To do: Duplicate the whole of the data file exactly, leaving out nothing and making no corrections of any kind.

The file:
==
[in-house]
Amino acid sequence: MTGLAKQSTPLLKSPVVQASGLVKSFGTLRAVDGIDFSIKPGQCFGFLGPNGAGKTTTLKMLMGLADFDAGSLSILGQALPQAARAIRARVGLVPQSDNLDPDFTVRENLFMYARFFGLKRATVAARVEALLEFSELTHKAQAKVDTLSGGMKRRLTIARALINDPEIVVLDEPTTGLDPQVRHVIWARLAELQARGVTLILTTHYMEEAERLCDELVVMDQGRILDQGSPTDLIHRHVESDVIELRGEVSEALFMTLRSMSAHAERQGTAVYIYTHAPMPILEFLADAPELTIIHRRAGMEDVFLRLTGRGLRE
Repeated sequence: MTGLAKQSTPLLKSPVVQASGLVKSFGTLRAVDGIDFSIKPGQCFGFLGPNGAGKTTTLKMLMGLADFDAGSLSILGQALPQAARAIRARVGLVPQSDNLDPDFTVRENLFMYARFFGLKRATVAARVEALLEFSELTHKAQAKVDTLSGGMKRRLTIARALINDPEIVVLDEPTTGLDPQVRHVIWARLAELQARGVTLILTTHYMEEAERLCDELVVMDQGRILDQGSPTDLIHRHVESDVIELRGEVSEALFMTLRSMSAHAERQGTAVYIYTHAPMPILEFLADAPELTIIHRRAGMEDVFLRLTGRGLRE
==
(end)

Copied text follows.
[in-house]
Amino acid sequence: MTGLAKQSTPLLKSPVVQASGLVKSFGTLRAVDGIDFSIKPGQCFGFLGPNGAGKTTTLKMLMGLADFDAGSLSILGQALPQAARAIRARVGLVPQSDNLDPDFTVRENLFMYARFFGLKRATVAARVEALLEFSELTHKAQAKVDTLSGGMKRRLTIARALINDPEIVVLDEPTTGLDPQVRHVIWARLAELQARGVTLILTTHYMEEAERLCDELVVMDQGRILDQGSPTDLIHRHVESDVIELRGEVSEALFMTLRSMSAHAERQGTAVYIYTHAPMPILEFLADAPELTIIHRRAGMEDVFLRLTGRGLRE
Repeated sequence: MTGLAKQSTPLLKSPVVQASGLVKSFGTLRAVDGIDFSIKPGQCFGFLGPNGAGKTTTLKMLMGLADFDAGSLSILGQALPQAARAIRARVGLVPQSDNLDPDFTVRENLFMYARFFGLKRATVAARVEALLEFSELTHKAQAKVDTLSGGMKRRLTIARALINDPEIVVLDEPTTGLDPQVRHVIWARLAELQARGVTLILTTHYMEEAERLCDELVVMDQGRILDQGSPTDLIHRHVESDVIELRGEVSEALFMTLRSMSAHAERQGTAVYIYTHAPMPILEFLADAPELTIIHRRAGMEDVFLRLTGRGLRE